Severe weather will definitely be dominating the headlines once again this week, especially as a likely severe weather and tornado outbreak takes place across the southern Plains this Monday. We’ll also be tracking rounds of storms in the Northern Tier and record heat in the Southeast in this week’s 5 Things to Watch.

Severe Weather Outbreak:

A severe weather outbreak is likely Monday across the southern Plains. The Storm Prediction Center is especially concerned about the Texas Panhandle and western Oklahoma, where there is the best chance for tornadoes, damaging winds, and large hail. Already this morning, storms are roaring across West Texas up through western Kansas along the dry line. Meanwhile by the late-morning, we should begin to see thunderstorms fire up near the warm front across Oklahoma. Central Oklahoma looks to be the most active area with one round of storms in the morning, then possibly up to 3 or 4 additional rounds Monday afternoon into the overnight. Now by this evening, there should be a brief break in terms of severe weather across much of the southern Plains, but by midnight we think the next round of strong storms will really crank up as a line, with embedded supercells, rapidly develops across West Texas. It’s also worth noting how these storms will be taking place at night which makes the threat even more dangerous.

We’ll have continuous updates on our Twitter, and look for another article this afternoon on this severe weather outbreak.

Northeast Severe:

While an outbreak of severe weather takes place across the southern Plains through tonight, the Northeast will also need to watch out for strong storms, especially from western Maine through the mid Hudson River Valley. These storms will also be associated with a cold front and a low pressure system, the same low that brought severe weather to the central US last week. Now for much of the day it will be quiet with sun and clouds and a few spotty showers but by around noon, we’ll begin to watch a developing line of scattered storms form across northern New England back through central New York. This line will move east while strengthening, sweeping through the coast during the evening, making this a quick-moving line. We want to emphasize how scattered these storms will be. It won’t be this widespread line but instead it will be more hit or miss, especially in southern New England and the Tri-State Area. Damaging winds, small hail, and isolated tornadoes will be the risks associated with these storms.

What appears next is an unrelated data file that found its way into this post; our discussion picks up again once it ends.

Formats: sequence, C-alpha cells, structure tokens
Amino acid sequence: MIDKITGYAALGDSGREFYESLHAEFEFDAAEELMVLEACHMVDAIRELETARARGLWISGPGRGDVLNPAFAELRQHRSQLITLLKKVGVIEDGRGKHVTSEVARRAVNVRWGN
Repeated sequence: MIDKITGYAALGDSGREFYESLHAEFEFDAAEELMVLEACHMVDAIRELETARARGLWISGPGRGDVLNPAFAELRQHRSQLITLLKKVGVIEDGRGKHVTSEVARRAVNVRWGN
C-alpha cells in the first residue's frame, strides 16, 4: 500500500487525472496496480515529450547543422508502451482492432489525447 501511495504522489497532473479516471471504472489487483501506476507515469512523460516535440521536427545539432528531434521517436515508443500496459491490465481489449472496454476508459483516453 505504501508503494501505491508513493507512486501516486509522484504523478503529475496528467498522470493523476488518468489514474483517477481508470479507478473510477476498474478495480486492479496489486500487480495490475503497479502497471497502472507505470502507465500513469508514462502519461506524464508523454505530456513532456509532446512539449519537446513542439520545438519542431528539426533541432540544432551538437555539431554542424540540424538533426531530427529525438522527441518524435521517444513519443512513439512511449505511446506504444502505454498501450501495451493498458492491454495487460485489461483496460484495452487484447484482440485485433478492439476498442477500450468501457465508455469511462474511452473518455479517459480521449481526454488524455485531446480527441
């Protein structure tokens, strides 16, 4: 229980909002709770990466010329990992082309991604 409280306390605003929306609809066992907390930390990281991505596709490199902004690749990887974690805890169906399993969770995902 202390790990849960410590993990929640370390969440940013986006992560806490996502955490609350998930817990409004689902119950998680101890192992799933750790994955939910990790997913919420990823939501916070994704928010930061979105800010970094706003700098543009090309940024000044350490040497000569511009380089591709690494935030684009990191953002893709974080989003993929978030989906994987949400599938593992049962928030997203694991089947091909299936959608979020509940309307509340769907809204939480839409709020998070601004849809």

NAM future radar Monday evening. Credit: WeatherBELL

Western Snow:

A big dip in the jet stream associated with multiple upper-level lows will be the story across the West this week. With these dips in the jet stream, they often bring cooler air in from the north, making for below average temperatures. With moisture in place and freezing air above parts of the mountains, that will make for snow — and in some cases days of it — across the West. Throughout this entire week, the central and northern Rocky Mountains may deal with snow everyday, especially in Wyoming. Through Friday, a widespread 1-2+ feet will be possible in these areas. There will also be a separate storm that brings snow to the Sierra Nevada around the Tuesday time period, where over a foot fo snowfall can also be expected.

Record Heat:

Downstream of that dip in the jet stream will be a large, building ridge of high pressure centered over the Southeast. Beginning Wednesday, an area of high pressure will become more organized and will intensify over the southeastern US and will remain dominant into the Memorial Day Weekend. This will make for widespread high temperatures into the 90s and 100s between Thursday and at least mid-next week. Even on Sunday and next Monday (Memorial Day), highs in the 90s may reach as far north as the Mason-Dixon Line and the Ohio River Valley. Not only will daily record high temperatures be broken in the Southeast, but all-time May record highs as well.

Wet Northern Tier:

With numerous disturbances and storms systems moving through the central US, the Northern Tier will find itself in the crosshairs of very active and unsettled weather this week. The low pressure responsible for the impending severe weather outbreak in the southern Plains Monday will bring widespread rain and thunderstorms the the northern Plains and Midwest midweek. Another storm will then follow behind, bringing more rains to the region this coming weekend. Inches of rain are on the way, which will likely lead to some flooding, especially along the rivers.

Author

Jackson is Head of Content and Social Media at WeatherOptics. He is currently a student at the University of Miami, studying Meteorology and Broadcast Journalism. Dill produces forecast articles for the website and helps to manage the content schedule. He has also led the growth of WeatherOptics’ social media accounts, working to keep them aligned with the company’s evolving vision.

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